As wallets tighten, friends and family have to get more creative about the way they socialize, seeking to make get-togethers more budget-friendly without sacrificing the fun. That challenge is what has brought about the revival of potlucks to the social scene.
“Eating in is the new eating out,” says Eva Marie Everson, a potluck enthusiast and co-author of The Potluck Club Cookbook. For instance, Everson and her husband used to meet up with another couple each month over dinner at a different restaurant. “But with the recent economy, we started eating in and dining à la potluck. We get to sit on a screened-in patio and watch the sun set over the lake behind the house. We all agree we should have been doing this all along!”
Potlucks are easy even on strained budgets because no one person carries the full cost of a table-full of food; instead, guests each bring their own favorite dish and together cater the event. This allows guests
to sample new dishes and share favorite recipes from their closest friends.
These potlucks that are popping up in even the classiest of circles barely resemble the potlucks of yesterday. Now, they might carry intriguing themes that the dishes are based around. For instance, a book club’s potluck might feature foods mentioned in the pages of their latest read. Or a birthday celebration for a longtime friend might be a wine-and-cheese potluck showcasing favorite edibles that get better with age. For a close girlfriend who is always known for accenting with yellow, a potluck in her honor might include a savory, golden-hued smorgasbord.
Whatever your affair may look like, Eva Marie Everson and Linda Evans Shepherd are the experts when it comes to hosting and attending these shared meals. Veterans of countless potlucks over the years, the duo has gathered their favorite potluck-ready recipes—from salads to slow-cooker delights—plus their experienced insights about pulling off a potluck into one source: The Potluck Club Cookbook. Shepherd and Evans are also the authors of the popular fiction series The Potluck Club and The Potluck Catering Club—so their penchant for potlucks is obvious.
“Potlucks have been a part of my life since childhood,” explains Everson, whose memories are rife with these culinary celebrations—from her days growing up in the South to her newlywed years to the times toting her young children along to the potluck, too. “The potluck meal isn’t just about sharing good, home-cooked food, but also about connecting with your closest friends and family and creating memories that last a lifetime,” Shepherd adds. “Potlucks must be what love tastes like.”
Here are 3 recipes that we were given permission to share on the blog tour:
1 Tbsp. flour (should be heaping)
1/8 tsp. salt
¼ Cup white sugar
¾ Cup white Karo syrup
1 tsp. vanilla
unbaked pie shell
¼ lb. butter
12-14 oz. coconut (can or bag)
Beat eggs well and set aside. In mixing bowl blend flour, salt, and sugar, then add eggs. Next add syrup and vanilla, beat until well mixed. Pour mixture into unbaked pie shell. Slice butter into thick slices and cover top of pie. Sprinkle coconut on top of pie and bake for about 1 hour in 300 degree oven or until firm and brown.
Linda: “I inherited this recipe from my Grandmother Evans. It’s one of the best pies I’ve ever tasted!” (Page 83)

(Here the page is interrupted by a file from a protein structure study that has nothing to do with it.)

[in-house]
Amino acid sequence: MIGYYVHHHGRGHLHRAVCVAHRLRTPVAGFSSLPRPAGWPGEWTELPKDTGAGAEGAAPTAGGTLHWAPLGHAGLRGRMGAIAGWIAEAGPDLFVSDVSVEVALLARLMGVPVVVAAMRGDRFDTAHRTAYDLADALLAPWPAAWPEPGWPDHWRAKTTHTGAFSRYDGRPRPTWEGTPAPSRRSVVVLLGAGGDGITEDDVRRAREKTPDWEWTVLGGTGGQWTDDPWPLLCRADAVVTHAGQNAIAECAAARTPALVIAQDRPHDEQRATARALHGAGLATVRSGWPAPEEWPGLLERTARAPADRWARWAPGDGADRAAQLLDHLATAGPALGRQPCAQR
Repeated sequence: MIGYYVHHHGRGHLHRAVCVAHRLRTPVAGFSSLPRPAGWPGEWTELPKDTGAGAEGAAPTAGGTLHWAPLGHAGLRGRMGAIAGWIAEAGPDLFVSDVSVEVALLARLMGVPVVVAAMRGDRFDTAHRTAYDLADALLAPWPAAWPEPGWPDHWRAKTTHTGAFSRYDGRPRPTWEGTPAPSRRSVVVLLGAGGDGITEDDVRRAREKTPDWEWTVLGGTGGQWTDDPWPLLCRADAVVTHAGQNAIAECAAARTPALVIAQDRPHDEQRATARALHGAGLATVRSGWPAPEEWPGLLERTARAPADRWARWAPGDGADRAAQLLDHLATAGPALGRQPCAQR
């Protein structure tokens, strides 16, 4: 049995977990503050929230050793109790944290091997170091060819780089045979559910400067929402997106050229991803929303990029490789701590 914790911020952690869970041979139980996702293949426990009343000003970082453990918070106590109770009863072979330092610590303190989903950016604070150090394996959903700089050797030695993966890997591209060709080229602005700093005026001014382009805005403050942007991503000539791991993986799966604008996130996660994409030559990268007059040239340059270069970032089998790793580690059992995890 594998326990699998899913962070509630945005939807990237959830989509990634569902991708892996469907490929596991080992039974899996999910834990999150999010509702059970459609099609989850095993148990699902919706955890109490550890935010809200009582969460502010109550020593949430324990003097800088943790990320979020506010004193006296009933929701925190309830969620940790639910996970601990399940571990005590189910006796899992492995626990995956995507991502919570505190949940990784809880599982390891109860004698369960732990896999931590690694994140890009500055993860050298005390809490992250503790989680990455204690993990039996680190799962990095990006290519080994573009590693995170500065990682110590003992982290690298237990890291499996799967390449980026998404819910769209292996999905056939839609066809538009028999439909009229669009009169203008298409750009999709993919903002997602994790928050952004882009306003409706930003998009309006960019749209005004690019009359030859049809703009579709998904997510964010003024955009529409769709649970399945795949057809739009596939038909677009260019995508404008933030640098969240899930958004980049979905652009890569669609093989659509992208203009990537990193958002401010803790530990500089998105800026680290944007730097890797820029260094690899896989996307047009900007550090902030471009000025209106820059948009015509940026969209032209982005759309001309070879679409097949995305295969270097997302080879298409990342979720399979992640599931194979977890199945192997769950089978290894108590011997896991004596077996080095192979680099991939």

Corn Pudding au Gratin
1 (15 oz) can creamed corn
2 Tbsp. flour
1 cup diced cheese
1/8 tsp. black pepper
2 Tbsp. margarine
1 cup milk
1 cup buttered bread crumbs
Preheat oven to 350 degrees. Combine corn, flour, cheese and pepper; mix well. Add melted margarine and well-beaten eggs. Warm milk and add to mixture. Pour into 1 ½ quart casserole pan that has been sprayed with cooking spray. Cook in oven until pudding begins to set, then sprinkle buttered bread crumbs over the top and reduce heat to 325 and bake until firm. If bread crumbs are not sufficiently brown when pudding is firm, turn to broil briefly. Cooking time is about 30 – 40 minutes.
Eva: “This recipe reheats nicely.” (Page 169)
Linda’s Chicken Tortilla Casserole
2 ½ Tbsp. chopped onions
¼ cup butter
3 Tbsp. flour
1 ½ cups milk
¾ cup chicken broth
1 tsp. salt
3 Tbsp. jalapeno peppers
1 ½ cups chopped canned tomatoes (stewed)
3 cups cubed chicken, cooked
½ cup shredded cheese
12 tortillas, cut into 1-inch strips
Sauté onions in butter, then add flour and cook until mixture is bubbly. Stir in milk and broth gradually. Stir in salt, peppers, and tomatoes.
In casserole dish, layer chicken, cheese, then strips of tortillas. Pour sauce over layers then sprinkle casserole with cheese.
Bake at 350 degrees for 30 minutes or until bubbly. Serve hot.
Linda: “You can’t go wrong with this tasty dish. It’s a potluck crowd favorite.” (Page 130)
Here is my review of this amazing cookbook:
First of all, I would like to extend a heartfelt “Thank you” to Linda Evans Shepherd and Eva Marie Everson and their publisher for sending me a copy of "The Potluck Cookbook" to review for them. I have always been grateful for this generosity, and I am trying to improve at being consistent in taking the time to thank these wonderfully giving individuals in a public forum. I really appreciate your time, effort and expense in making a reviewer copy available to me.
“The Potluck Cookbook” by Linda Evans Shepherd and Eva Marie Everson may be small, but it’s full of fabulous food and fun. I went straight to the low-fat section and came across two wonderful recipes for shrimp scampi and beef tamale casserole. I immediately added the ingredients I needed to my grocery list. Both recipes were fabulous!
Later that week, I found my husband in the kitchen looking through the book. He asked if I read the recipe for elephant stew. I couldn’t believe I missed it! But it wasn’t in the low-fat section, after all. Very funny, ladies.
Available September 2009 at your favorite bookseller from Revell, a division of Baker Publishing Group